Ex-pat Iranians in Istanbul, Turkey protest the first killing of Mohsen Shekari. Photo by Onur Dogman/SOPA Images/LightRocket via Getty Images

And Whoever Kills A Believer Intentionally, His Recompense Is Hell

Following their leaders' dictate to show "firmness," Iran has executed a second young prisoner within days for protesting the country's repressive theocracy, publicly hanging him from a construction crane as a grisly warning to others. Both 23, Mohsen Shekari and Majidreza Rahnavard were hanged after being convicted in sham trials before a Revolutionary Court of "enmity against God" and "corruption on earth." Their respective crimes: Blocking roads and stabbing two paramilitary forces. Another 25 people face execution by a "regime (that) has taken justice and freedom to the slaughterhouse."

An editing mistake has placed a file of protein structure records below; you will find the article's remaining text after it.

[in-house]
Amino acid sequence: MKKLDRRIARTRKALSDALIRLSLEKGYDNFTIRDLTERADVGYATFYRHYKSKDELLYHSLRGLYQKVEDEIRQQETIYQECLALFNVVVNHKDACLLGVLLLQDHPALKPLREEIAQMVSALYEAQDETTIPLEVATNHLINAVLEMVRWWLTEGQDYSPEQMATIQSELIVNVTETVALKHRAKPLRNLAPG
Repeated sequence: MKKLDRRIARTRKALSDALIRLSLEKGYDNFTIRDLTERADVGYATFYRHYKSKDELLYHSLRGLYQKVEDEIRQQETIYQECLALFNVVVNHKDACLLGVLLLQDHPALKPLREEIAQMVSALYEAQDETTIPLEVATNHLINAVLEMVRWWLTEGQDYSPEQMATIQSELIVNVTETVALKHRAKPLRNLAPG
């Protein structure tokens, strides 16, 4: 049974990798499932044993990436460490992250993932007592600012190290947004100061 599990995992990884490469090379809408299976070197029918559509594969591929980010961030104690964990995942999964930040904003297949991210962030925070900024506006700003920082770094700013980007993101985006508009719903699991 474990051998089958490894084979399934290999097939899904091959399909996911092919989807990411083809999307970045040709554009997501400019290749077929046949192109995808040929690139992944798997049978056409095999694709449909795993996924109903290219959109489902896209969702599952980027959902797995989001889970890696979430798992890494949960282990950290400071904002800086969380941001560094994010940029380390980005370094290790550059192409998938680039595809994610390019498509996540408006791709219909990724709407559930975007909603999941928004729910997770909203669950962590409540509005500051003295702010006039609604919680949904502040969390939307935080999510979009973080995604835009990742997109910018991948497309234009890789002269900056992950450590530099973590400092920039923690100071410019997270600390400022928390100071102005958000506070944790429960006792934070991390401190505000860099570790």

Days after dictates from their leaders, including President Ebrahim "Butcher of Tehran" Raisi, to show "firmness" by "sending the first rioter to the gallows," Iran has swiftly executed two young prisoners found guilty before a Revolutionary Court - in "proceedings that bore no resemblance to a meaningful trial" - of "enmity against God" and "corruption on earth" by protesting the country's repressive theocracy. Mohsen Shekari, 23, convicted of blocking roads and wounding two paramilitary soldiers, was the first known protester to be executed; he was hanged last week in prison. On Monday Majidreza Rahnavard, also 23, was publicly hanged, probably still alive, from a construction crane as a grisly warning to others; he was convicted, with five others, of stabbing to death two members of the paramilitary. In an already brutal crackdown on protests against the country's repressive theocracy, another 25 people face execution by a "regime (that) has taken justice and freedom to the slaughterhouse."